Omicron sub-variant spreads more than original strain: Study

Omicron sub-variant spreads more than original strain: Study

According to a study conducted in Denmark, a sub-variant of the highly contagious Omicron coronavirus strain is even more contagious than the original version.

The researchers examined the transmission of the omicron subvariant BA.2 versus BA.1 in 8,541 Danish families and 17,945 household members.

The peer-reviewed finding posted on the preprint repository MedRxiv indicates that the rapid spread of BA.2 may be related to the sub-variant’s inherently increased transmissibility.

There is also evidence to support the immune degrading properties of the BA.2 sub-variant, the researchers said.

“The study found an overall secondary attack rate of 39 percent in BA.2-infected homes compared to 29 percent in BA.1-infected homes,” researchers from the Statens Serum Institute (SSI) said in a statement.

“Both BA.2 and BA.1 vaccinated households and uninfected individuals had a higher risk of becoming infected than booster-vaccinated household members,” he said.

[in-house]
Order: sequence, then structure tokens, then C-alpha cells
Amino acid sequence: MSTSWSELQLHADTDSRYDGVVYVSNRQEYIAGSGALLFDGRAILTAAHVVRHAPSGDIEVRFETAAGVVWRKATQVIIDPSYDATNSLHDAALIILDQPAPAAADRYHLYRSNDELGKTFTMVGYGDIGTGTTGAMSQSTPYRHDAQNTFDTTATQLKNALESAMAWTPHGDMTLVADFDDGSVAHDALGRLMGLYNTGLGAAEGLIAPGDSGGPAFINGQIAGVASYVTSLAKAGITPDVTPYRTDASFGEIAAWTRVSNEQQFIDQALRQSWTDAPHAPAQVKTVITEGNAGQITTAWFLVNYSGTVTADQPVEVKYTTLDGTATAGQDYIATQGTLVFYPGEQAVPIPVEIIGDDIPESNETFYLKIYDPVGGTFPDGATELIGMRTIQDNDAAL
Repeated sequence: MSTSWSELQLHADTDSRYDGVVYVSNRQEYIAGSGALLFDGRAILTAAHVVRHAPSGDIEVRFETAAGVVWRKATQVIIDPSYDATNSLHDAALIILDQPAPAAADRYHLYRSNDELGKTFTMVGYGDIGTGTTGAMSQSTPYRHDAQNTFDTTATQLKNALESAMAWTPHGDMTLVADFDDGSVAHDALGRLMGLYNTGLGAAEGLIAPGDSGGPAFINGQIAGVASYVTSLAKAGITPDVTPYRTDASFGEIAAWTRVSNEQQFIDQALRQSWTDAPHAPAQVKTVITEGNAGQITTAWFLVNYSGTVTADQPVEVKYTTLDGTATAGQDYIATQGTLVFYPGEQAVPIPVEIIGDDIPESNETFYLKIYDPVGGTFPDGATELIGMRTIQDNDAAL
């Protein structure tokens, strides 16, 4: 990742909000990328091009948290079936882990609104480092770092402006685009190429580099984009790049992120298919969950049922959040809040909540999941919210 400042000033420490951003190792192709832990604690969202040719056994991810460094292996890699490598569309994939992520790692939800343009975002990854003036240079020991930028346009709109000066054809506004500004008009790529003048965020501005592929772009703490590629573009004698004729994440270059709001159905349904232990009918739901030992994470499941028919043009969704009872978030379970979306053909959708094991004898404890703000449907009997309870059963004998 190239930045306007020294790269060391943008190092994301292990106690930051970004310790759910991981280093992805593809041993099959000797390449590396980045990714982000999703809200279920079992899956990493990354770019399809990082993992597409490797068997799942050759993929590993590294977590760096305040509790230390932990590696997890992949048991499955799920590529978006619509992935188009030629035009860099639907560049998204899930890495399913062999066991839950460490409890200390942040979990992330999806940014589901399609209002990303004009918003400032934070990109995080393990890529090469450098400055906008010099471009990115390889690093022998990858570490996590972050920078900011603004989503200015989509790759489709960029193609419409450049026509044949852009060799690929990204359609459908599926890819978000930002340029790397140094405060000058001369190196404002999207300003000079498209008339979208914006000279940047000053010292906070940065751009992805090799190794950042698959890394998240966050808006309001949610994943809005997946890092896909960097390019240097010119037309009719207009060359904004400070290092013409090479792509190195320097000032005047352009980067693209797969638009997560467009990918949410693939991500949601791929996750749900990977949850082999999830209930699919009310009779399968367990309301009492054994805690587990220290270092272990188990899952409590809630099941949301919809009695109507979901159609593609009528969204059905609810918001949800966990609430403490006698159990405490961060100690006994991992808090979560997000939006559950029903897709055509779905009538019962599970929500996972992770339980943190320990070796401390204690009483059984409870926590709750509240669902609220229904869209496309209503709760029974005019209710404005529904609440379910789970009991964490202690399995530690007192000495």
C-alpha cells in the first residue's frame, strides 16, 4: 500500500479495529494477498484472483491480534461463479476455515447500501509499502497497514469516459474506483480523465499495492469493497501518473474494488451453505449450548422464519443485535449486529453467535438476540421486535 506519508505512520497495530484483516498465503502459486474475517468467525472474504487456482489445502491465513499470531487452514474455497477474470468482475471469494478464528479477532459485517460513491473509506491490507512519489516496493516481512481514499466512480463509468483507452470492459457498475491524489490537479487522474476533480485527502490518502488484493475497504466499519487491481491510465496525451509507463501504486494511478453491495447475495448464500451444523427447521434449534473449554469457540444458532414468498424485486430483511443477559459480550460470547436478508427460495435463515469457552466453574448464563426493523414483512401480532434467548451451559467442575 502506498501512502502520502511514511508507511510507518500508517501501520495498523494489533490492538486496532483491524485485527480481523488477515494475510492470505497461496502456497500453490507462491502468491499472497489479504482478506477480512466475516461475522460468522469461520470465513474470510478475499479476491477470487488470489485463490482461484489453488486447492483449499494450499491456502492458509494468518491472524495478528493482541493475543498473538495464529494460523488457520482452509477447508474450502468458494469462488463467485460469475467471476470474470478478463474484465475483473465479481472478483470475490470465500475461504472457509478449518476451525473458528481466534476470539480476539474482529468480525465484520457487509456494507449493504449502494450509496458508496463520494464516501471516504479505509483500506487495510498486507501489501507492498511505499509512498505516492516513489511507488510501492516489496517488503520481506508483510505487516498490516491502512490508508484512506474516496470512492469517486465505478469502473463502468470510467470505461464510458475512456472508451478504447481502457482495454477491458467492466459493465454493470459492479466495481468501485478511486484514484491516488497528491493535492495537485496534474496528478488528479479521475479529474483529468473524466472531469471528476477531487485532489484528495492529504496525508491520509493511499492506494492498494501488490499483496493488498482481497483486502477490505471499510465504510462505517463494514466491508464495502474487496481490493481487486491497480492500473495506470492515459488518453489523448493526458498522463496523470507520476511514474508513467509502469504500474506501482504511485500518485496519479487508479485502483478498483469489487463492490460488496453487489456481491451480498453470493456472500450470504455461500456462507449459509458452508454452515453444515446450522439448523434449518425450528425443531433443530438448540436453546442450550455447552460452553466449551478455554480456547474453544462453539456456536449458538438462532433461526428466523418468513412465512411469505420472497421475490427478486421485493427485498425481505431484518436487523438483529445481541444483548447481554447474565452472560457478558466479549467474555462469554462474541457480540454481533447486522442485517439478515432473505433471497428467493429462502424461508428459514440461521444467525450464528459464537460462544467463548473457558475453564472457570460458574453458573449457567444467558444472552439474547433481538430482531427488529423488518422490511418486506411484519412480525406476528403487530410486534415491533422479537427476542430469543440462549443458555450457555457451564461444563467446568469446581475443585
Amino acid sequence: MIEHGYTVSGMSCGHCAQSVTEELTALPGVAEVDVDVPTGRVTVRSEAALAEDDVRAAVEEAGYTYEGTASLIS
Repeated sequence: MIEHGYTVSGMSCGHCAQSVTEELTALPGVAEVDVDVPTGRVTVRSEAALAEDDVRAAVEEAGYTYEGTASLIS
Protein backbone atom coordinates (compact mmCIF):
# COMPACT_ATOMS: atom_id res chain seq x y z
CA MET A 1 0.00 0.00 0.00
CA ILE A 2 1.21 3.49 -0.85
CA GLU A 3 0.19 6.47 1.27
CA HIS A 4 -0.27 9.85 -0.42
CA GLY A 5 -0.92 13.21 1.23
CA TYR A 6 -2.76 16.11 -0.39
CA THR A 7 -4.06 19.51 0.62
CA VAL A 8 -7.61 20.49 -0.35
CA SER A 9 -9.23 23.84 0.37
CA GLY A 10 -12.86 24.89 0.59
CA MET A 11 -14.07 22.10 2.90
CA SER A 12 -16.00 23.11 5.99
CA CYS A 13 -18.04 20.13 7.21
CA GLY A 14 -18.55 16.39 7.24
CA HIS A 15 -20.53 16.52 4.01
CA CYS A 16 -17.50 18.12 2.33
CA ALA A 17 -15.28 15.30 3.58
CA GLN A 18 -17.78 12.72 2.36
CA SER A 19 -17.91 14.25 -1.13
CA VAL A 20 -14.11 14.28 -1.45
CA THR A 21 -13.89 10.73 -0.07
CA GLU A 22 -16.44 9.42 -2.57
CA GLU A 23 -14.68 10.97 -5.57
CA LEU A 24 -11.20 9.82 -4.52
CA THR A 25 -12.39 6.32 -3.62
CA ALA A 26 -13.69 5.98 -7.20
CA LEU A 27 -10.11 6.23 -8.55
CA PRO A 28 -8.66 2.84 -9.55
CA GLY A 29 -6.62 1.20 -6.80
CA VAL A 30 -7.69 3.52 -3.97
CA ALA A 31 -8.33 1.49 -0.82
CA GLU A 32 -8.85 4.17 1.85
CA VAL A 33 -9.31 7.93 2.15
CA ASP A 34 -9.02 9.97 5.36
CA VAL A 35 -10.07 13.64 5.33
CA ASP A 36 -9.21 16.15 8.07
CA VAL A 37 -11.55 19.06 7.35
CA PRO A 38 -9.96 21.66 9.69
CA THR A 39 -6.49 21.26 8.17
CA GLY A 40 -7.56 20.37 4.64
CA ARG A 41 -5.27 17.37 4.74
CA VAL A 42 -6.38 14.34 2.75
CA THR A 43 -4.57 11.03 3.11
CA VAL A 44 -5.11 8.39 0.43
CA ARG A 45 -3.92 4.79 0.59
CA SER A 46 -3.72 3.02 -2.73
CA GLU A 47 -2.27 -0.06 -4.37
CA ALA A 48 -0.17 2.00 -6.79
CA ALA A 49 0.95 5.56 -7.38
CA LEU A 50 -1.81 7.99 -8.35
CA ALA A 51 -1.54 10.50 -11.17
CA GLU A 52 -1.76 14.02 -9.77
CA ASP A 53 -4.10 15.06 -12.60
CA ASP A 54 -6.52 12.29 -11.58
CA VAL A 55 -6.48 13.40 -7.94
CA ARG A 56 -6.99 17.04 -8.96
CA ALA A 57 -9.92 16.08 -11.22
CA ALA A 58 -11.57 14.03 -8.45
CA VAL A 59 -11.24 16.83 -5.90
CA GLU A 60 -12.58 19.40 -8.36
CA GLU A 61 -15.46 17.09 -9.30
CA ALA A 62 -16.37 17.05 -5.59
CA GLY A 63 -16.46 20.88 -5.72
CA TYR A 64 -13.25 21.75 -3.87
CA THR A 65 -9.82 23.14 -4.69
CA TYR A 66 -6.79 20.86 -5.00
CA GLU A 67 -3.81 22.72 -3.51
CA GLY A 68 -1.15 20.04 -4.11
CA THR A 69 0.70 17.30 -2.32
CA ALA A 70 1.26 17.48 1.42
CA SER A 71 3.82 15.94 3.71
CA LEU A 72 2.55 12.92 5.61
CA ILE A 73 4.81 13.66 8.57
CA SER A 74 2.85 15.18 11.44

According to the researchers, this underscores the positive effect of vaccination against both Omicron variants.

When comparing BA.2 relative to BA.1 infected families, there was an increased risk of infection in BA.2 infected families regardless of the vaccination status of the potential secondary case, which is the underlying increased transmittance of the BA.2 sub-variant. Indicates capability. , They said.

The study also found that non-vaccinated BA.2 primary cases transmit the infection to a higher level than BA.1 primary cases, both to vaccinated and booster-vaccinated household members.

The researchers said that vaccinated individuals infected with BA.2 transmit less than individuals vaccinated with BA.1.

The study authors said, “We concluded that Omicron Ba.2 is significantly more permeable than naturally occurring Ba.1, and also has immunosuppressive properties that further reduce the protective effect of vaccination against infection.” Huh.”

In addition to SSI, the team also included scientists from the University of Copenhagen, Statistics Denmark and the Technical University of Denmark.

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